In the first week of March delegates and industry representatives have been meeting at headquarters of the International Maritime Organization (IMO) to discuss air pollution from ships, ship's sewage, particularly sensitive sea areas, oil pollution response, and waste disposal at ports and at sea. Originally proposed as "scrapping of ships", "Recycling of Ships" seems a more environmentally minded euphemism.
This topic brought up the debate as to what is IMO's jurisdiction when it comes to shipping related land based industries.
Norway and the Netherlands appear to be spearheading the efforts to increase awareness of the environmental concerns of ship scrapping. They point out ships contain environmentally hazardous substances that may be present at time of scrapping. They express concern over working conditions in the yards and the lack of disposal facilities to handle such substances. India, on the other hand, questioned whether IMO should be involved and in particular the marine environment protection area. They pointed out other internationally recognized entities are already reviewing the ship recycling issue such as the Basel Convention program.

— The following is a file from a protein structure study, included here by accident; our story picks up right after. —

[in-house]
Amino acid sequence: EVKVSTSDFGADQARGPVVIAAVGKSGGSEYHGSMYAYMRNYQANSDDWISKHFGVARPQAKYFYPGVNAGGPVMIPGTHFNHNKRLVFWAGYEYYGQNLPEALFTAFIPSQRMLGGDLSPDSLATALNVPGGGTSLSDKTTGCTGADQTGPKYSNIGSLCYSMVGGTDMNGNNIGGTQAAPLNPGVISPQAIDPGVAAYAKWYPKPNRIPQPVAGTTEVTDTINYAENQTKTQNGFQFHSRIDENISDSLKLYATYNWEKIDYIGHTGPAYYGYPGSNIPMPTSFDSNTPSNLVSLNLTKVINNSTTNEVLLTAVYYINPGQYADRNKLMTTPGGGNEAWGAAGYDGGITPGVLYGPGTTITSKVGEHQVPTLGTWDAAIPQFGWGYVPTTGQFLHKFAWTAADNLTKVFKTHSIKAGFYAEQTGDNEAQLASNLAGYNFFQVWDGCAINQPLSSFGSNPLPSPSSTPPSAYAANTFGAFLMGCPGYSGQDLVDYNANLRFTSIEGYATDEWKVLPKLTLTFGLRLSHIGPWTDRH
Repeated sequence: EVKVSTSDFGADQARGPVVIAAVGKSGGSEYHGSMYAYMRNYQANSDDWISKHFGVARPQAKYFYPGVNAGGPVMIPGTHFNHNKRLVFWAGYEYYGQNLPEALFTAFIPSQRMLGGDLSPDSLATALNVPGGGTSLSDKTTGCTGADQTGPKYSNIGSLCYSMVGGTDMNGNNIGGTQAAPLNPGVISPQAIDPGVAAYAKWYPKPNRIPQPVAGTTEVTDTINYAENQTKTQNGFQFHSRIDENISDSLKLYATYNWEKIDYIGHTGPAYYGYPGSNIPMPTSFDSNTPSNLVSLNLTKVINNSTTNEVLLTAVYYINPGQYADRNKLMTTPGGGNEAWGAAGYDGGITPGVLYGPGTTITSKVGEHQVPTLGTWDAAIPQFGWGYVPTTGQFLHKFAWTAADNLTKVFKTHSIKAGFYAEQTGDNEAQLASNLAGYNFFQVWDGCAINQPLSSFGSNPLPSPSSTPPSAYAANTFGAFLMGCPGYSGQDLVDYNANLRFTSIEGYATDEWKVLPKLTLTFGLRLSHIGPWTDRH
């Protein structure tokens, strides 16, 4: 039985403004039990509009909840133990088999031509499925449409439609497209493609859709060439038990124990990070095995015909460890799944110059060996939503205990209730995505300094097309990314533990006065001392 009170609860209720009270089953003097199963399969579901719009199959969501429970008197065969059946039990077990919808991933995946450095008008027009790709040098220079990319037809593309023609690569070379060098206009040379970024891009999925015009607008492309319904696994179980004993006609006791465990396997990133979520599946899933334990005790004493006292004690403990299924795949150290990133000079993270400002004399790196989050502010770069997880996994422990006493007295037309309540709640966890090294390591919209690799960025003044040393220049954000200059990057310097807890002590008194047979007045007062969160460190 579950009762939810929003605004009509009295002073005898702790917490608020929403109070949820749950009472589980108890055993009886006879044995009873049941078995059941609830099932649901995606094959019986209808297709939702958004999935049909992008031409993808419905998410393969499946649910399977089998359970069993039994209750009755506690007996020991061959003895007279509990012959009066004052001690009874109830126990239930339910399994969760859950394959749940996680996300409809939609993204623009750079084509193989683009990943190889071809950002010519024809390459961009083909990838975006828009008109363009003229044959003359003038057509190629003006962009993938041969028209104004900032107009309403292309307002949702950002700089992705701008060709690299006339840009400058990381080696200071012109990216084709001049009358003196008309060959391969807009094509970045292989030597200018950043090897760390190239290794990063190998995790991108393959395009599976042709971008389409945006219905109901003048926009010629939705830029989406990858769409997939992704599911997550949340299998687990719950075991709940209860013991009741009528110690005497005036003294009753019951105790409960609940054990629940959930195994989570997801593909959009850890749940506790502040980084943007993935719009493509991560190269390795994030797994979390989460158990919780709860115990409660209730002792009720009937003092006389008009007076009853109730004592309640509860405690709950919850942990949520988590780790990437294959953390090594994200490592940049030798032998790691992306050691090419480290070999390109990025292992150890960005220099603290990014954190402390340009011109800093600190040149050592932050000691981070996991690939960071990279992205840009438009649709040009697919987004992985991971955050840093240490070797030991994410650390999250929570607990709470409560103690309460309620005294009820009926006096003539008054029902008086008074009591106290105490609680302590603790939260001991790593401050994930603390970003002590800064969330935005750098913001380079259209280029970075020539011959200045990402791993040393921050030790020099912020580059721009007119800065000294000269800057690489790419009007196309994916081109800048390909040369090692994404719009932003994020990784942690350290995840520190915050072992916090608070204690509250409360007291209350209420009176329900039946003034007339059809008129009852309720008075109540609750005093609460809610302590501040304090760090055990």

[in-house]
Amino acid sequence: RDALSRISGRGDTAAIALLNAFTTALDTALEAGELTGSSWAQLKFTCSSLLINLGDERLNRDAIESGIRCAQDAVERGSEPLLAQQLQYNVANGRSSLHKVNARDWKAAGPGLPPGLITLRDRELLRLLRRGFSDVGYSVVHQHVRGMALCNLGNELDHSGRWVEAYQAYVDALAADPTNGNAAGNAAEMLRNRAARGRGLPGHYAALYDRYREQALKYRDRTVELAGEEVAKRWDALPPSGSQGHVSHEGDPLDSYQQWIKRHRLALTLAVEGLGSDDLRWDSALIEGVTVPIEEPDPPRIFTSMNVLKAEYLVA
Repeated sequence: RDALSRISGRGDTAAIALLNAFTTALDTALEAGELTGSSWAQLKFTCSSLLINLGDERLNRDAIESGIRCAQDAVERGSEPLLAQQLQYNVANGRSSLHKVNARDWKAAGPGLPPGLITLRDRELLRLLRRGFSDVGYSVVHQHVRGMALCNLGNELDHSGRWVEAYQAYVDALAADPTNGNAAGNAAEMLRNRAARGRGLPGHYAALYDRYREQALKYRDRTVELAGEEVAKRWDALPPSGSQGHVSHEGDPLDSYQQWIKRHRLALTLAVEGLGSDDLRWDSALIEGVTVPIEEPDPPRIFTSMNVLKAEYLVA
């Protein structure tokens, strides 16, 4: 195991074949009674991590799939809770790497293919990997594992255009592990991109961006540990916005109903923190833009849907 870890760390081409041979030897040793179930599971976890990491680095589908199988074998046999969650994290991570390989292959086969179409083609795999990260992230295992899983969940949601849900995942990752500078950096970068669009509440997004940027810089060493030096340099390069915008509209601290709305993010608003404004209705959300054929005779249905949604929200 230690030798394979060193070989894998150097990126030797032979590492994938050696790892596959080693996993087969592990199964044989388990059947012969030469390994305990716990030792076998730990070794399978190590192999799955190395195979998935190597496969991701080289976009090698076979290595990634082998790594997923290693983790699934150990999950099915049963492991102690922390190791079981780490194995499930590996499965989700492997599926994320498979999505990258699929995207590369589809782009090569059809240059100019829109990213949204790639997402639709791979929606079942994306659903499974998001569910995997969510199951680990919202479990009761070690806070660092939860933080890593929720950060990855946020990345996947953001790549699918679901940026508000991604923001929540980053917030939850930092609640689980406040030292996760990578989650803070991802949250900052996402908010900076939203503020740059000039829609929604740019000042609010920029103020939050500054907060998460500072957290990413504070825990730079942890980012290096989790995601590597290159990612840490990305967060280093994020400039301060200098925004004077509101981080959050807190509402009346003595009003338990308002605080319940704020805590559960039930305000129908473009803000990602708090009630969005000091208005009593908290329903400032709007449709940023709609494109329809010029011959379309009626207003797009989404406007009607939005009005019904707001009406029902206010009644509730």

Others suggested the issue may be one of marine safety for workers who dismantle the ships. In such issues the Maritime Safety Committee should govern rather then the MEPC. Netherlands representatives suggest ship recycling should be considered and integral part of shipping. Ship owners have a responsibility for the way ships are delivered for recycling, they state and IMO must encourage responsible recycling practices. Netherlands and Norway delegations requested IMO to develop a code of conduct with guidance to owners on how to reduce the quantity of potentially hazardous components upon delivery.
More information: CQD Journal